Operator Buffer Presizing

When you can precisely forecast the memory consumption during a DALI run, this functionality helps you fine tune the processing pipeline. One of the benefits is that the overhead of some reallocations can be avoided.

DALI uses intermediate buffers to pass data between operators in the processing graph. The capacity of this buffers is increased to accommodate new data, but is never reduced. Sometimes, however, even this limited number of allocations might still affect DALI performance. If you know how much memory each operator buffer requires, you can add a hint to preallocate the buffers before the pipeline is first run.

The following parameters are available:

  • The bytes_per_sample pipeline argument, which accepts one value that is used globally across all operators for all buffers.

  • The bytes_per_sample_hint per operator argument, which accepts one value or a list of values.

When one value is provided, it is used for all output buffers for an operator. When a list is provided, each operator output buffer is presized to the corresponding size. To determine the amount of memory output that each operator needs, complete the following tasks:

  1. Create the pipeline by setting enable_memory_stats to True.

  2. Query the pipeline for the operator’s output memory statistics by calling the nvidia.dali.pipeline.Pipeline.executor_statistics() method on the pipeline.

The max_real_memory_size value represents the biggest tensor in the batch for the outputs that allocate memory per sample and not for the entire batch at the time or the average tensor size when the allocation is contiguous. This value should be provided to bytes_per_sample_hint.

Prefetching Queue Depth

The DALI pipeline allows the buffering of one or more batches of data, which is important when the processing time varies from batch to batch. The default prefetch depth is 2. You can change this value by using the prefetch_queue_depth pipeline argument. If the variation is not hidden by the default prefetch depth value, we recommend that you prefetch more data ahead of time.


Increasing queue depth also increases memory consumption.

Running DALI pipeline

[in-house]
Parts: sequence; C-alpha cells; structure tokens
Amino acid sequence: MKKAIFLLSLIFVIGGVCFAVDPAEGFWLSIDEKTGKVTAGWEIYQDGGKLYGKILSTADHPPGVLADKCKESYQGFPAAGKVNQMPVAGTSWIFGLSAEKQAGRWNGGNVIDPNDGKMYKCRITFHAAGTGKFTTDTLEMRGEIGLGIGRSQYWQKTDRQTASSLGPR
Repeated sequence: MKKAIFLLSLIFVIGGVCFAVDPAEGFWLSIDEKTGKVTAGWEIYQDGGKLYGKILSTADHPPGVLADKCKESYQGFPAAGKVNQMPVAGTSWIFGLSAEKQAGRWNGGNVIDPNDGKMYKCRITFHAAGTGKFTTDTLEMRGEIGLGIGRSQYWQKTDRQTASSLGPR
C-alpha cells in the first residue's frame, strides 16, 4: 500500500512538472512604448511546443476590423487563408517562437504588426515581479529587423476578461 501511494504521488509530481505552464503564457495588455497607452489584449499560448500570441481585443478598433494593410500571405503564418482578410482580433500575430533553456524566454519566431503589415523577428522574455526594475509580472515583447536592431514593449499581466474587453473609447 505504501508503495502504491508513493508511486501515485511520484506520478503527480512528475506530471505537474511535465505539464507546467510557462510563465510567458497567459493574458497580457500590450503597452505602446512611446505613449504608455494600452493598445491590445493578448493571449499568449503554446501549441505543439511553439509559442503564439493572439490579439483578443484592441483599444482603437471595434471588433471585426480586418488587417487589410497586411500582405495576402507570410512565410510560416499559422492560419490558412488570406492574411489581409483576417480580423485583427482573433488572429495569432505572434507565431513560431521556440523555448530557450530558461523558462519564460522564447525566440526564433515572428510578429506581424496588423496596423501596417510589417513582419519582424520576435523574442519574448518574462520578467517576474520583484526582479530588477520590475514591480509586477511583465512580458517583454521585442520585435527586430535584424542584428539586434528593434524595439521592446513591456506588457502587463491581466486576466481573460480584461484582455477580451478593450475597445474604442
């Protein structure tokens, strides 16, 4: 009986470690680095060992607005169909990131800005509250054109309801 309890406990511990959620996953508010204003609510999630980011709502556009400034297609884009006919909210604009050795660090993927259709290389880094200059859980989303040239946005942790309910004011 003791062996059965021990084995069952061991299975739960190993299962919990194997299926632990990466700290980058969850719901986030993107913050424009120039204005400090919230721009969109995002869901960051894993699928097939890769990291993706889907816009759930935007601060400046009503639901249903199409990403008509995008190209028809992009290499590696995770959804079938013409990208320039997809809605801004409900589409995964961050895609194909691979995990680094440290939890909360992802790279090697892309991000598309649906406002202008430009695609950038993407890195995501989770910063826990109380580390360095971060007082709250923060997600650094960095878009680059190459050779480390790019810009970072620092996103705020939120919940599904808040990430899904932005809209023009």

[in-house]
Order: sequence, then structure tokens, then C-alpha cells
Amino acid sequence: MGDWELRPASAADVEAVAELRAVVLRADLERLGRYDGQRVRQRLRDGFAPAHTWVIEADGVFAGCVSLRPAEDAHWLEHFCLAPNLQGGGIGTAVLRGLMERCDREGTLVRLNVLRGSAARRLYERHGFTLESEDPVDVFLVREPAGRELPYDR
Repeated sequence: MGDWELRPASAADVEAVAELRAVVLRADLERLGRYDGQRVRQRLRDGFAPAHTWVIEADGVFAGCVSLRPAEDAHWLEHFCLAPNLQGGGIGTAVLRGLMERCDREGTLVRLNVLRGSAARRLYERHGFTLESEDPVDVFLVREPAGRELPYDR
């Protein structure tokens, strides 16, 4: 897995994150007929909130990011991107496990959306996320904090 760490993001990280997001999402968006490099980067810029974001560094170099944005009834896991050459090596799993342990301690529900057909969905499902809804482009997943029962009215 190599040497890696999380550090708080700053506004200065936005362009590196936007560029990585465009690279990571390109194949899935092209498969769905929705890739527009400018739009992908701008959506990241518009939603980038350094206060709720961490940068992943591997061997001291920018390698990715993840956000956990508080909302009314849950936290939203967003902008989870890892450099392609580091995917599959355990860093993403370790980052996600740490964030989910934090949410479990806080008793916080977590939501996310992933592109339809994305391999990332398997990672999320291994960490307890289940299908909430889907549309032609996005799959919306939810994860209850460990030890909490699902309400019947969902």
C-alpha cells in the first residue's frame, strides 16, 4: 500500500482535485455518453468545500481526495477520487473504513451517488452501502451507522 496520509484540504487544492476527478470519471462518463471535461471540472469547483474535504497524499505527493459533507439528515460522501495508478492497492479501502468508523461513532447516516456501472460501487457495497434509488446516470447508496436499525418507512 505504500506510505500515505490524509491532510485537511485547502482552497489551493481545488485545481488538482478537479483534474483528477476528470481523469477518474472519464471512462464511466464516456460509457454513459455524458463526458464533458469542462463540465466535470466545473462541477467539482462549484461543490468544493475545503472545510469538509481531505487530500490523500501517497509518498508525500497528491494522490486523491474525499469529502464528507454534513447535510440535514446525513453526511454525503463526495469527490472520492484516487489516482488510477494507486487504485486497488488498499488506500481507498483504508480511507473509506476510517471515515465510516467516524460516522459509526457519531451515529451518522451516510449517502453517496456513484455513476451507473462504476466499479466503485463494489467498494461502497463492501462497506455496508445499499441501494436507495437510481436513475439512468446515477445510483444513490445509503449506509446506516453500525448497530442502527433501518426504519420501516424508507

DALI pipeline can be run in one of the following ways:

The first API, method completes the following tasks:

  1. Launches the DALI pipeline.

  2. Executes the prefetch iterations if necessary.

  3. Waits until the first batch is ready.

  4. Returns the resulting buffers.

Buffers are marked as in-use until the next call to This process can be wasteful because the data is usually copied to the DL framework’s native storage objects and DALI pipeline outputs could be returned to DALI for reuse.

The second API, which consists of nvidia.dali.pipeline.Pipeline.schedule_run(), nvidia.dali.pipeline.Pipeline.share_outputs(), and nvidia.dali.pipeline.Pipeline.release_outputs() allows you to explicitly manage the lifetime of the output buffers. The nvidia.dali.pipeline.Pipeline.schedule_run() method instructs DALI to prepare the next batch of data, and, if necessary, to prefetch. If the execution mode is set to asynchronous, this call returns immediately, without waiting for the results. This way, another task can be simultaneously executed. The data batch can be requested from DALI by calling nvidia.dali.pipeline.Pipeline.share_outputs(), which returns the result buffer. If the data batch is not yet ready, DALI will wait for it. The data is ready as soon as the nvidia.dali.pipeline.Pipeline.share_outputs()`() is complete. When the DALI buffers are no longer needed, because data was copied or has already been consumed, call nvidia.dali.pipeline.Pipeline.release_outputs() to return the DALI buffers for reuse in subsequent iterations.

Built-in iterators use the second API to provide convenient wrappers for immediate use in Deep Learning Frameworks. The data is returned in the framework’s native buffers. The iterator’s implementation copies the data internally from DALI buffers and recycles the data by calling nvidia.dali.pipeline.Pipeline.release_outputs().